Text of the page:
Egocentrism Starts in Childhood
Egocentrism is a stage in a child’s development, usually from the ages of four to seven, which is characterized by a lack of awareness of different points of view other than one’s own. It is a self-absorbed stage of development where a child has not yet learned that things can be, and are, different from his own interpretations of them. For example, a child knows what a ball is, and he knows that the ball is round. He sees the round moon in the sky and concludes that it, too, is a ball.
Jean Piaget was a developmental biologist, well known for closely observing and recording the intellectual abilities of infants, children and adolescents. According to Piaget, egocentrism in childhood is the belief that everyone thinks alike. During this stage of development, children think that the entire world has the same outlook, feelings and wishes about life that they do. They believe that not only is the world created for them, but that they can control it.
Most egocentric thinking is self-centered. Piaget’s interpretation is that a child in this stage of development has difficulty understanding life from any perspective other than his own. During this phase, a child is very “me” oriented. Piaget also referred to this phase as the pre-operational stage of life.
Me! Me! Me!
By age four a child has enough command of language to carry on a conversation, but the conversation will likely be all about himself and what he is doing. For instance, if a child has a certain toy and is talking with another child while playing, no matter what the other child may say, every answer the first child gives will be about the toy he is playing with. It is as if he does not even hear the other child talking. He is only concerned with what interests him at the moment.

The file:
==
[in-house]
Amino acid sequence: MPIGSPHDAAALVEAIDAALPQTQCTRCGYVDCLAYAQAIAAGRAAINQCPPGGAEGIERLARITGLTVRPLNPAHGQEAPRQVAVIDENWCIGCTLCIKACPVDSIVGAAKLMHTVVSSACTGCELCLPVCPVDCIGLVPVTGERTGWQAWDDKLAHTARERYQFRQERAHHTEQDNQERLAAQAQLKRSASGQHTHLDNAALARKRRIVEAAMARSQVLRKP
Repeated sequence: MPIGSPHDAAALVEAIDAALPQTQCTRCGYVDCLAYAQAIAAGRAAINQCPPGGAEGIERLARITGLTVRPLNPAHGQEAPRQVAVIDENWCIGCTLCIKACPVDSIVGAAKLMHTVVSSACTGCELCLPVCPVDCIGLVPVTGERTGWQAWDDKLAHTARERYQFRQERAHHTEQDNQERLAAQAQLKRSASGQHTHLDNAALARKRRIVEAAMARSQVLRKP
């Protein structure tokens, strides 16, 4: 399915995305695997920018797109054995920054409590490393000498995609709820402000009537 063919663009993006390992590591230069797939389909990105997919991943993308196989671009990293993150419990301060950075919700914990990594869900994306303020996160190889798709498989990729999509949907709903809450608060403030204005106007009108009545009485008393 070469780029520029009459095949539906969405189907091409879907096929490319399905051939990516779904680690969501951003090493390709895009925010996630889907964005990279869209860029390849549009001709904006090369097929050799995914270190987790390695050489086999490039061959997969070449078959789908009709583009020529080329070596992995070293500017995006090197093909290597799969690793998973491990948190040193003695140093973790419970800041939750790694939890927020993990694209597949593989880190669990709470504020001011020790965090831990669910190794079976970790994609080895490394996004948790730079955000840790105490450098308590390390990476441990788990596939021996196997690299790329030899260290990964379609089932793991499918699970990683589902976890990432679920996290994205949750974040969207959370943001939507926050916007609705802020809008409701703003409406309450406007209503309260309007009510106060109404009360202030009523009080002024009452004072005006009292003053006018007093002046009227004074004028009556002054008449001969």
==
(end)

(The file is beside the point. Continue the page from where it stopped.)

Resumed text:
Egocentrism also encompasses additional phases of early childhood development. There is realism, which is the confusion of the objective and the subjective, animism, the confusion of animate and inanimate objects, and artificialism, the confusion of human-generated activities with natural causes. These forms of egocentrism display the inability to differentiate the subjective from the objective. A child will apply subjective ideas onto external objects. They are unable to relate to others except from their own perspective, and they change objective ideas into their own subjective worlds.
After age seven, children begin to understand that different people have different points of view from their own. A child who is still exhibiting egocentric behavior may be asked to go out and pick certain flowers of certain colors, but will return with only the flowers that interest him. After age seven, a child who is given the same directions will likely return with the flowers requested; he is beginning to understand that there are different points of view to the same topic.
But though egocentrism is usually considered to be a stage in early cognitive development, such thinking may not entirely disappear, even in later periods of development. Even as an adult, narcissism is somewhat related to egocentrism in that a narcissist wants the whole world to be about him.